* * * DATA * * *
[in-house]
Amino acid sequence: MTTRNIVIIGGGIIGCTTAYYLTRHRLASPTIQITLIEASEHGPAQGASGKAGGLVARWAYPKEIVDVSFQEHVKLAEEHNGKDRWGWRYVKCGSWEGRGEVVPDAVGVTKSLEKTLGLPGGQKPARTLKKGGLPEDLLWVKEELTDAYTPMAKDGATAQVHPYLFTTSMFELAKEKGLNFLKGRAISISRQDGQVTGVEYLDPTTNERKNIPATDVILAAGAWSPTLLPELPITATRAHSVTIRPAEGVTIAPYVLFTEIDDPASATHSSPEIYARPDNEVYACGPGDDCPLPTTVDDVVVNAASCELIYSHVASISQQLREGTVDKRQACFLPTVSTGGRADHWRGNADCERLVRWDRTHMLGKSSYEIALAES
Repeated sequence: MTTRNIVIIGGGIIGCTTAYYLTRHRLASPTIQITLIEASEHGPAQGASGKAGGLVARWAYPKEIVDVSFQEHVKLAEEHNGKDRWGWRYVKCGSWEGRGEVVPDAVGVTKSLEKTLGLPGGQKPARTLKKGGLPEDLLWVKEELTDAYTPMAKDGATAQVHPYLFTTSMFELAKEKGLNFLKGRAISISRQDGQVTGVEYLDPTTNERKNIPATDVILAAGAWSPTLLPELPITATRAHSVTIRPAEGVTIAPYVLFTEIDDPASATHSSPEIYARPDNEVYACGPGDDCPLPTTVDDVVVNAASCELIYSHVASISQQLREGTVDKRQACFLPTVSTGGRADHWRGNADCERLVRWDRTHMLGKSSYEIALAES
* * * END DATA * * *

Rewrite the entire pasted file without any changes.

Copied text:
[in-house]
Amino acid sequence: MTTRNIVIIGGGIIGCTTAYYLTRHRLASPTIQITLIEASEHGPAQGASGKAGGLVARWAYPKEIVDVSFQEHVKLAEEHNGKDRWGWRYVKCGSWEGRGEVVPDAVGVTKSLEKTLGLPGGQKPARTLKKGGLPEDLLWVKEELTDAYTPMAKDGATAQVHPYLFTTSMFELAKEKGLNFLKGRAISISRQDGQVTGVEYLDPTTNERKNIPATDVILAAGAWSPTLLPELPITATRAHSVTIRPAEGVTIAPYVLFTEIDDPASATHSSPEIYARPDNEVYACGPGDDCPLPTTVDDVVVNAASCELIYSHVASISQQLREGTVDKRQACFLPTVSTGGRADHWRGNADCERLVRWDRTHMLGKSSYEIALAES
Repeated sequence: MTTRNIVIIGGGIIGCTTAYYLTRHRLASPTIQITLIEASEHGPAQGASGKAGGLVARWAYPKEIVDVSFQEHVKLAEEHNGKDRWGWRYVKCGSWEGRGEVVPDAVGVTKSLEKTLGLPGGQKPARTLKKGGLPEDLLWVKEELTDAYTPMAKDGATAQVHPYLFTTSMFELAKEKGLNFLKGRAISISRQDGQVTGVEYLDPTTNERKNIPATDVILAAGAWSPTLLPELPITATRAHSVTIRPAEGVTIAPYVLFTEIDDPASATHSSPEIYARPDNEVYACGPGDDCPLPTTVDDVVVNAASCELIYSHVASISQQLREGTVDKRQACFLPTVSTGGRADHWRGNADCERLVRWDRTHMLGKSSYEIALAES